Why do some people with osteoarthritis and obesity awaiting hip or knee arthroplasty achieve successful weight management? A qualitative study
Journal of Clinical Nursing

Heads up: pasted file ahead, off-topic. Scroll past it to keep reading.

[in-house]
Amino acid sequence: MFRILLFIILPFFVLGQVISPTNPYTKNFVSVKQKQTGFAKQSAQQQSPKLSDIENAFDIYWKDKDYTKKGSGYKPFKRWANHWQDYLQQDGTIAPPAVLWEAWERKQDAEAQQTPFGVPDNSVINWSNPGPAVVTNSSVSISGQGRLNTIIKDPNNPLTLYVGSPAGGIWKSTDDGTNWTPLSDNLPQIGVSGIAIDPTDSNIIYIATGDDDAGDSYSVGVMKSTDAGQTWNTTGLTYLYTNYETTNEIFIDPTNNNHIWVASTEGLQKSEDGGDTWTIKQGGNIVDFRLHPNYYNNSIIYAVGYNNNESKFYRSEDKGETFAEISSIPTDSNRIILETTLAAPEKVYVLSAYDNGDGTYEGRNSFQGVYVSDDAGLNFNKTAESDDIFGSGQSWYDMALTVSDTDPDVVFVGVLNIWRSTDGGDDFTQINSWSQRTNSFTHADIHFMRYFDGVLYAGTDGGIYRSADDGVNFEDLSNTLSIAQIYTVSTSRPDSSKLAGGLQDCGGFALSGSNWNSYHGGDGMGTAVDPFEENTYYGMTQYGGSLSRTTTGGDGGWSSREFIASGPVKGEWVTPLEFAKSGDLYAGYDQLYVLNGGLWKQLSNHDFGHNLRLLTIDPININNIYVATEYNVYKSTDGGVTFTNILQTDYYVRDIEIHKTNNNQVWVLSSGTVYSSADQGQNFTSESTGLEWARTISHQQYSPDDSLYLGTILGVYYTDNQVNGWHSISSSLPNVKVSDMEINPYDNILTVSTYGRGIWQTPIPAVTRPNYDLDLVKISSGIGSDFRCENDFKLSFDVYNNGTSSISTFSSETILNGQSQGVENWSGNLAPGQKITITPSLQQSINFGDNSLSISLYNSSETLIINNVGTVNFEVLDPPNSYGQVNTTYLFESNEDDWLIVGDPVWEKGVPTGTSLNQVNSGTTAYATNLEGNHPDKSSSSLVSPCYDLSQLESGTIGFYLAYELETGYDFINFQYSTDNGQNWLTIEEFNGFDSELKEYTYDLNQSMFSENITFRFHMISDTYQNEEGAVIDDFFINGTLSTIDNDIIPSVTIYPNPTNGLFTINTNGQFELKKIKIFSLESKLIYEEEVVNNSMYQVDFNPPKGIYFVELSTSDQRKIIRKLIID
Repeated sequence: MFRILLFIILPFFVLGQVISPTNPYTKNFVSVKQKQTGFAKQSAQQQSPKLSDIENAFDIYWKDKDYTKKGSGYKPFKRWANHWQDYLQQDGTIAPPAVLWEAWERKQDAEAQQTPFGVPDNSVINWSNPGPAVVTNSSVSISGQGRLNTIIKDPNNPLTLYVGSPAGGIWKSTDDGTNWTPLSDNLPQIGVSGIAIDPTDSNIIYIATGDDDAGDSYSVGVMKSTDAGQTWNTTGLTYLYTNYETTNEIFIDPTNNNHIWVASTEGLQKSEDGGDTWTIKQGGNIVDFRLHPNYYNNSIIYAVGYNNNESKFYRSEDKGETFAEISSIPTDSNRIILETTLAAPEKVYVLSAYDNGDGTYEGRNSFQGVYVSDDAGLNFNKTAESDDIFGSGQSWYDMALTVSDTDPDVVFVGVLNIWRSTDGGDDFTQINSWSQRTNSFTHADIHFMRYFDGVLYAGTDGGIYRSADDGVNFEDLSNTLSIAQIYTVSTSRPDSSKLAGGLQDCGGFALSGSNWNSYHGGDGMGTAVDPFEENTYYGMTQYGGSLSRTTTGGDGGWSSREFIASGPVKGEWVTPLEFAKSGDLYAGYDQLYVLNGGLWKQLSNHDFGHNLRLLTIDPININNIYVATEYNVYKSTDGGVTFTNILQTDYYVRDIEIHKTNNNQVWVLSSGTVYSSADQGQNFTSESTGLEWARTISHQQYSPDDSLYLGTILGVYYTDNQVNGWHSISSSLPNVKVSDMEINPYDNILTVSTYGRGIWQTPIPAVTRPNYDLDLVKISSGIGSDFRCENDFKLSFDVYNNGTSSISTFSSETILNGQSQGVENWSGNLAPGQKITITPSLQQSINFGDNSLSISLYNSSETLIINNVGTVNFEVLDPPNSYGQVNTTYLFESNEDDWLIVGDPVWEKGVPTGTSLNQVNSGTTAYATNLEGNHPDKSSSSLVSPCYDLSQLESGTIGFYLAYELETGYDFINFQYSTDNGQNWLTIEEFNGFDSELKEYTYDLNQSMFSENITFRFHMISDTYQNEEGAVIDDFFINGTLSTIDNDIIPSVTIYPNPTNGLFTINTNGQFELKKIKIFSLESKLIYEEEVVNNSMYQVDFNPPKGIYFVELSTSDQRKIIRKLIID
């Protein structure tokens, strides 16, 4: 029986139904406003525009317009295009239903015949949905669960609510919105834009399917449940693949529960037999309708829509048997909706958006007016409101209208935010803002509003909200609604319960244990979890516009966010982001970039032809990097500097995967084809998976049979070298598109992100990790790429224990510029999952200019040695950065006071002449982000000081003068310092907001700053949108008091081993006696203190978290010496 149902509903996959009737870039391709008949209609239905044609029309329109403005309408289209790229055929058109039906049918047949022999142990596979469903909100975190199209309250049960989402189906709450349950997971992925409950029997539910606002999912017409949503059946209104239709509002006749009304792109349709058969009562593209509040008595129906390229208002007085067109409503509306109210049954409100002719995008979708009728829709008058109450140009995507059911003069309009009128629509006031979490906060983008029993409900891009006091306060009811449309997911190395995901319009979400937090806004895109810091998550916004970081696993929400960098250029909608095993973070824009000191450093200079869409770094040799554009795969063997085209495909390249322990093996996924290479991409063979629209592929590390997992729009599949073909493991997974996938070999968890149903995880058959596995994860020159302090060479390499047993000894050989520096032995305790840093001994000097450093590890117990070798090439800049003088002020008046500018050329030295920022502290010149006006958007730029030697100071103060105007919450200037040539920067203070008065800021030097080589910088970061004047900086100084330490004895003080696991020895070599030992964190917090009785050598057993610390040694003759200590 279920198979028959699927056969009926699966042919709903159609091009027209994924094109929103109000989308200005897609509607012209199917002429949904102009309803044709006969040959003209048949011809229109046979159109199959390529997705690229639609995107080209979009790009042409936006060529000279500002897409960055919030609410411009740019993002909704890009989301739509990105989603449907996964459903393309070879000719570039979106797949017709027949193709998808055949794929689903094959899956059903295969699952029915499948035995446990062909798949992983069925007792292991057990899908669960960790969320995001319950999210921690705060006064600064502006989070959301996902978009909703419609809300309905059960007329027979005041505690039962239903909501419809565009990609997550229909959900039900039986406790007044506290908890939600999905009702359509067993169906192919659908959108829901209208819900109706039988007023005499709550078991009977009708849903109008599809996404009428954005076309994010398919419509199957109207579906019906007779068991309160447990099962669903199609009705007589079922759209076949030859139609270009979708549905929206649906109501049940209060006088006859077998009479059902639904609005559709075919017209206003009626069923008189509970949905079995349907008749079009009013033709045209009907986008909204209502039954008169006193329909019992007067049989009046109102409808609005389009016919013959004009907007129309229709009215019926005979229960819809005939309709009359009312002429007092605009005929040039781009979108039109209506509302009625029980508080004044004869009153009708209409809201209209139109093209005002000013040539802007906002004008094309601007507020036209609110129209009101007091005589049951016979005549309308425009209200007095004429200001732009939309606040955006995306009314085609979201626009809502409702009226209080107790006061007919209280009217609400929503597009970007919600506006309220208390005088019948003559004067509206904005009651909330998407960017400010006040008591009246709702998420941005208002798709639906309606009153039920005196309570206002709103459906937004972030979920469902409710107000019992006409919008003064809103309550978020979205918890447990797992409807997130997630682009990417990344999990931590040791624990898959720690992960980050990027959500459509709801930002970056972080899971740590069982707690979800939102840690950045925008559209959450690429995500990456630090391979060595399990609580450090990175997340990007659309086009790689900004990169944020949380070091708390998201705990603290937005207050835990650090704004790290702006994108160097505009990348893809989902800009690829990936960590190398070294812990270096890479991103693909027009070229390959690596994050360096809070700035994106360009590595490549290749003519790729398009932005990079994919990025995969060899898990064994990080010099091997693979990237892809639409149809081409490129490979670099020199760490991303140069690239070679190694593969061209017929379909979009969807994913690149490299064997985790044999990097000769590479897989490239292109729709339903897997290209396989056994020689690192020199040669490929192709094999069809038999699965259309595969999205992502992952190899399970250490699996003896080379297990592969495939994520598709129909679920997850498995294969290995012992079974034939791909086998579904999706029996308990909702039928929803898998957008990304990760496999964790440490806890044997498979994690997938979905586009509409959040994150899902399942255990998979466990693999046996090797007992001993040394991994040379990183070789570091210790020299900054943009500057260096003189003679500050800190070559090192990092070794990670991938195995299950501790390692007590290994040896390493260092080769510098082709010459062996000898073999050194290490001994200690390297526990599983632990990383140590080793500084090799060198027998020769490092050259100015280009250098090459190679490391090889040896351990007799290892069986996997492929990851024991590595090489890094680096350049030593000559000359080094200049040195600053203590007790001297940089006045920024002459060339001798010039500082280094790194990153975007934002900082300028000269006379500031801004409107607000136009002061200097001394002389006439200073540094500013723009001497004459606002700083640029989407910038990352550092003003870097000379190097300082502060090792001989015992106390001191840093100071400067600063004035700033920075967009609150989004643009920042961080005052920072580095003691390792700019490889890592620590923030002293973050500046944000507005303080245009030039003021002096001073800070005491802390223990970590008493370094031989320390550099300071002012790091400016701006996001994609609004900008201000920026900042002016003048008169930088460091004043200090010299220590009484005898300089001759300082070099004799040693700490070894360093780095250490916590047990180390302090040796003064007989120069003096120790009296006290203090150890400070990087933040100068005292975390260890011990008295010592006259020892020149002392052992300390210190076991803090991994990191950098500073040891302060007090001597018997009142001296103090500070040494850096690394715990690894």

Aim: To explore perceived barriers and enablers to weight management among people with obesity awaiting total knee or hip arthroplasty. Design: A nested qualitative study within a multi-centre, quasi-experimental pilot study comparing usual care weight management to a dietitian-led weight-loss diet. Methods: Semi-structured individual interviews were conducted with adults with end-stage osteoarthritis and a body mass index ≥30 kg/m2 waitlisted for primary total knee or hip arthroplasty. Participants with diverse sociodemographic characteristics and varied success with weight management in the pilot study were purposively sampled. Interviews were analysed using inductive thematic analysis, underpinned by constructivist–interpretivist epistemology. The Patient Activation Measure and Health Literacy Questionnaire were used for context when interpreting the findings. Results: Twenty-five participant interviews were conducted with a sociodemographically varied sample (aged 44–80 years, 9 born in Australia, 6 in paid employment and 11 lost ≥5% of their baseline weight). Four identified themes underpinned successful weight management: beliefs, adaptability, navigating healthcare and sociocultural context. Beliefs about whether weight was perceived as a problem, the expectation of weight loss and treatment-related beliefs influenced participants' perspectives towards weight loss. Adaptability, the ability to overcome barriers to weight loss, comprised three subthemes; readiness to act, degree of independence and problem-solving skills. Approaches towards navigating healthcare influenced uptake and adherence to weight management recommendations. Importantly, these themes were dependent on social and environmental circumstances, which influenced the type of barriers experienced and resources available to the individual. Conclusion: Differences in a person's beliefs, their ability to adapt and navigate healthcare and sociocultural context appear to explain successful weight management among people with end-stage arthritis. Implications for the profession and/or patient care: Clinicians should allow for individualisation cognisant of the identified themes when providing advice and treatment to promote adherence to weight management interventions. Impact: This study explored perceived barriers and enablers to weight management among people with obesity awaiting total knee or hip arthroplasty. Four identified themes underpinned successful weight management: beliefs, adaptability, navigating healthcare and sociocultural context. Beliefs about whether weight was perceived as a problem, the expectation of weight loss and treatment-related beliefs influenced participants' perspectives towards weight loss. Understanding and assessing the contribution of each factor may guide weight management from clinicians treating patients with obesity and osteoarthritis. Reporting Method: The data are reported using the COREQ guidelines. Patient or Public Contribution: Patients contributed to the data collected.
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